PanicAs more respected manufacturers are coming out of the closet concerning their heavy and happy use of feedback, the myth is increasingly on the back foot. Nobody with a solid working knowledge of feedback theory chooses to avoid it. “I choose to avoid feedback” is an all too transparent code for “I’ve yet to figure it out”. Perhaps the biggest myth surrounding feedback is that it is a quick and easy fix. It isn’t. Feedback is a fascinating and complex topic that lies at the core of successful design.

Stay tuned for an up and coming technical explanation with the maths on the benefits of amplifier feedback via a more advanced article and Youtube Discussion.

About Bruno Putzeys

Bruno Putzeys (b. 1973). Trained as an electrical engineer at the Belgian National Radio and Film Academy. While his sights were always firmly fastened on sigma-delta AD/DA conversion and class D amplfication, his attic experiments still involved a lot of valves, vinyl and big heatsinks. He learned the ropes of R&D during a 10-year stint at Philips. His time at Hypex saw a wide adoption of his amplifier circuits into various high-end audio products while work at Grimm Audio turned into a first foray into active loudspeakers. He currently divides his time between Kii Audio, a manufacturer of complete active speaker systems and Purifi, an R&D outfit specializing in amplifiers and loudspeaker drive units.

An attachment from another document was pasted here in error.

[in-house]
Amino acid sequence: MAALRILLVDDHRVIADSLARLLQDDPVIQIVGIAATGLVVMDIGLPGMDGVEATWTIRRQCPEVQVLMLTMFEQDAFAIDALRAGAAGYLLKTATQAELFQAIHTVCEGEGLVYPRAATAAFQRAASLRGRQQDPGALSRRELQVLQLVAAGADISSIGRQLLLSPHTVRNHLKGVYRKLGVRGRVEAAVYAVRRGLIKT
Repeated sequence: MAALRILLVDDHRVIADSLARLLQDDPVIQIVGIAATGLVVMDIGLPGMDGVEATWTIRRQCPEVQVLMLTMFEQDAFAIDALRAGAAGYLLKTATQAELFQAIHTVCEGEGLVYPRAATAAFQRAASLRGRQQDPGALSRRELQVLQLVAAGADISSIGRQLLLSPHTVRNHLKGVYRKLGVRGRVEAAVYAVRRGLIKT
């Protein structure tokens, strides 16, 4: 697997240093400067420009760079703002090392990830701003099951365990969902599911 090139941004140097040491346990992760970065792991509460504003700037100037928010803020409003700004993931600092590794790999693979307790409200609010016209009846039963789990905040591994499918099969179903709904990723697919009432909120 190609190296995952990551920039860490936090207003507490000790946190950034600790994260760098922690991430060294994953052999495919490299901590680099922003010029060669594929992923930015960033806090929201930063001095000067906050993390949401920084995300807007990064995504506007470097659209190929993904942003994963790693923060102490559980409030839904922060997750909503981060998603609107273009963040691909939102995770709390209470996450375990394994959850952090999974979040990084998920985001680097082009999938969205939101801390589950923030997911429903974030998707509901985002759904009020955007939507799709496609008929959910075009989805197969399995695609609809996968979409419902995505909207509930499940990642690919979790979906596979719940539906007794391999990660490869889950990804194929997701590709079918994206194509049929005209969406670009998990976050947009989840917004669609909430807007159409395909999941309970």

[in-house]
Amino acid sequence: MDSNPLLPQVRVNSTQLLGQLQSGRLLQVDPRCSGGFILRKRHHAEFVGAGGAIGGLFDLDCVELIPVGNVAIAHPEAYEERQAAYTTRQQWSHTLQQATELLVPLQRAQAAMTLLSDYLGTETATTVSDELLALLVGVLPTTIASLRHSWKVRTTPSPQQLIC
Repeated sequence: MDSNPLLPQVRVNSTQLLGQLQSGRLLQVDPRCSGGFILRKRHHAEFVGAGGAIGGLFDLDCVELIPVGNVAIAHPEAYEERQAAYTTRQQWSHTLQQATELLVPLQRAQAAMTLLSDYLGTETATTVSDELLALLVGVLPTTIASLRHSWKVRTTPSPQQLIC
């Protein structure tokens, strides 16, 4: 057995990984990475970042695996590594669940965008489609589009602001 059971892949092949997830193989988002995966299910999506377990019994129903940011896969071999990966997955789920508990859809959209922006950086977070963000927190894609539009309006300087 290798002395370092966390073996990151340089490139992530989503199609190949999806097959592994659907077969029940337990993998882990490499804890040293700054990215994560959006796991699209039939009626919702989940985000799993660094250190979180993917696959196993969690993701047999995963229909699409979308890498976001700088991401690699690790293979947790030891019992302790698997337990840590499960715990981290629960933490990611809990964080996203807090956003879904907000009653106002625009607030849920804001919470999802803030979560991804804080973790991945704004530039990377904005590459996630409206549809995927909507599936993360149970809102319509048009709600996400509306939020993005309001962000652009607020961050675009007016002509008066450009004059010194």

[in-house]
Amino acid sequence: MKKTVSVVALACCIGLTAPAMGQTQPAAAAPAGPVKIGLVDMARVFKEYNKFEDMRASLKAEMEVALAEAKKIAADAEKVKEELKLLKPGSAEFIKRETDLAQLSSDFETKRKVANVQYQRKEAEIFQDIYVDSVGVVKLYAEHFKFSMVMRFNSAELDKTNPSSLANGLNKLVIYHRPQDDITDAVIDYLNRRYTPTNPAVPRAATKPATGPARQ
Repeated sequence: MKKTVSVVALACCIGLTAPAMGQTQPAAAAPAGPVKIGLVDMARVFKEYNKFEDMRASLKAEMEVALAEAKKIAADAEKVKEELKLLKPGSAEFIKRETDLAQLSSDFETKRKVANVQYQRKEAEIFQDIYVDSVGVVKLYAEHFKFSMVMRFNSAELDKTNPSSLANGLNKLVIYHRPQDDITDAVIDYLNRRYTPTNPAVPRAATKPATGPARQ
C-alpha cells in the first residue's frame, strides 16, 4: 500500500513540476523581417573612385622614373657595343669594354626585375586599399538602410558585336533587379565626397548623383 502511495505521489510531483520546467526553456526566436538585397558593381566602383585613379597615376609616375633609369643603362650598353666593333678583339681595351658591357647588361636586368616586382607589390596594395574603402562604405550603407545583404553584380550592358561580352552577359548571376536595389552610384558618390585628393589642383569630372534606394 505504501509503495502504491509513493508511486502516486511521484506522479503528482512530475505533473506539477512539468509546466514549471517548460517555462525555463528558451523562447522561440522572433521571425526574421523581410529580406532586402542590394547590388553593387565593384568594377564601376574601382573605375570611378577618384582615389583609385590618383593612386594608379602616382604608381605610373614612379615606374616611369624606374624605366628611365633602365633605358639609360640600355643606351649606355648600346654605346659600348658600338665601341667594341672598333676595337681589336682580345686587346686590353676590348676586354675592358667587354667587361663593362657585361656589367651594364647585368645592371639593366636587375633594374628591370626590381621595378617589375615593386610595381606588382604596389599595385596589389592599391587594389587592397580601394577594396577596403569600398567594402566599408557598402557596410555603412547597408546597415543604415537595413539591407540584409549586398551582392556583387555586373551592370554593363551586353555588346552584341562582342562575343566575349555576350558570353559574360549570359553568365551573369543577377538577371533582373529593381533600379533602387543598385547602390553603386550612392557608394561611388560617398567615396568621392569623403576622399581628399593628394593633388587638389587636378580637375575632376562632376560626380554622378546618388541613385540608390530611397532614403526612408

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Recent Forum Posts:

Gmoney posts on May 19, 2020 00:40
Pogre, post: 1391948, member: 79914
I couldn't tell by his accent!

I forgot he was from Oxford.
Oh no you didn’t just go there, Stephen Hawkins was an inspiration to other’s with total Paralysis from his Debilitating disease to his very end of his life. He like many other’s who didn’t take a Cowards way out by taking his own life. Haven’t met the man in person but I have followed his work and his Accomplishments in life and his Field of science was nothing short of astonishing. If I could only have his Courage. His Constitution of Will surely is a standard set. The man had a wonderful Spirit of life.
Gmoney posts on May 18, 2020 20:16
Pogre, post: 1391940, member: 79914
Yes, I'm familiar with who Stephen Hawking is. Richard Dawkins is also a scientist, but he's from England and his field of expertise is evolutionary biology and ethology. He also does talks, debates and is a huge proponent for critical thinking, skepticism and the scientific method. I've listened to many of his debates and Bruno sounds a lot like him.
Good info Pogre, I’ll do some research on Richard Dawkins. Interesting, I had to ask wasn’t sure thx. Just a note there is a, Method to the madness of the way my mind works. Now on Bruno, you have any links of his Work or Articles. PENG may have postup a link on his work don’t remember which Thread may be on this one.
Verdinut posts on May 18, 2020 17:14
Pogre, post: 1391948, member: 79914
I couldn't tell by his accent!

I forgot he was from Oxford.

Apart from being one of the brightest scientists, he was a good “Actor”
Pogre posts on May 18, 2020 17:11
Verdinut, post: 1391942, member: 80194
Stephen Hawking was British too.
I couldn't tell by his accent!

I forgot he was from Oxford.
Verdinut posts on May 18, 2020 16:43
Pogre, post: 1391940, member: 79914
Yes, I'm familiar with who Stephen Hawking is. Richard Dawkins is also a scientist, but he's from England and his field of expertise is evolutionary biology and ethology. He also does talks, debates and is a huge proponent for critical thinking, skepticism and the scientific method. I've listened to many of his debates and Bruno sounds a lot like him.

Stephen Hawking was British too.